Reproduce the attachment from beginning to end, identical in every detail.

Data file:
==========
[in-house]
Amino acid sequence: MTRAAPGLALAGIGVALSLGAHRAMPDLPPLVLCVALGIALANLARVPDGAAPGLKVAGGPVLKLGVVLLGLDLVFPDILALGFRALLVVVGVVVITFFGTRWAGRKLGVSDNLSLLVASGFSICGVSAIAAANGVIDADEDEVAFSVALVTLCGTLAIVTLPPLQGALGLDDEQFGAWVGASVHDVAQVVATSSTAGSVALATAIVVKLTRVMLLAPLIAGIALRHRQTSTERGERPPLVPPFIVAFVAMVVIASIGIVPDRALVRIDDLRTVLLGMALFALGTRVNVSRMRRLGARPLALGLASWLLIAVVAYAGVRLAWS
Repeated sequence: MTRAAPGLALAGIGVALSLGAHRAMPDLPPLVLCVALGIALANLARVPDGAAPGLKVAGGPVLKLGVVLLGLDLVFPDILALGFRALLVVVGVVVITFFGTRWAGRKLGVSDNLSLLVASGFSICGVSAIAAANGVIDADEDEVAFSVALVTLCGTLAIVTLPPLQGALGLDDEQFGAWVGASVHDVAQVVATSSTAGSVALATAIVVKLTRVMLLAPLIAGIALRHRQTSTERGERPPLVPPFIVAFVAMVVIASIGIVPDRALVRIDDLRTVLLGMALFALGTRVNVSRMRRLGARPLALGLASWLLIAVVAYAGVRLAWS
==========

[in-house]
Amino acid sequence: MTRAAPGLALAGIGVALSLGAHRAMPDLPPLVLCVALGIALANLARVPDGAAPGLKVAGGPVLKLGVVLLGLDLVFPDILALGFRALLVVVGVVVITFFGTRWAGRKLGVSDNLSLLVASGFSICGVSAIAAANGVIDADEDEVAFSVALVTLCGTLAIVTLPPLQGALGLDDEQFGAWVGASVHDVAQVVATSSTAGSVALATAIVVKLTRVMLLAPLIAGIALRHRQTSTERGERPPLVPPFIVAFVAMVVIASIGIVPDRALVRIDDLRTVLLGMALFALGTRVNVSRMRRLGARPLALGLASWLLIAVVAYAGVRLAWS
Repeated sequence: MTRAAPGLALAGIGVALSLGAHRAMPDLPPLVLCVALGIALANLARVPDGAAPGLKVAGGPVLKLGVVLLGLDLVFPDILALGFRALLVVVGVVVITFFGTRWAGRKLGVSDNLSLLVASGFSICGVSAIAAANGVIDADEDEVAFSVALVTLCGTLAIVTLPPLQGALGLDDEQFGAWVGASVHDVAQVVATSSTAGSVALATAIVVKLTRVMLLAPLIAGIALRHRQTSTERGERPPLVPPFIVAFVAMVVIASIGIVPDRALVRIDDLRTVLLGMALFALGTRVNVSRMRRLGARPLALGLASWLLIAVVAYAGVRLAWS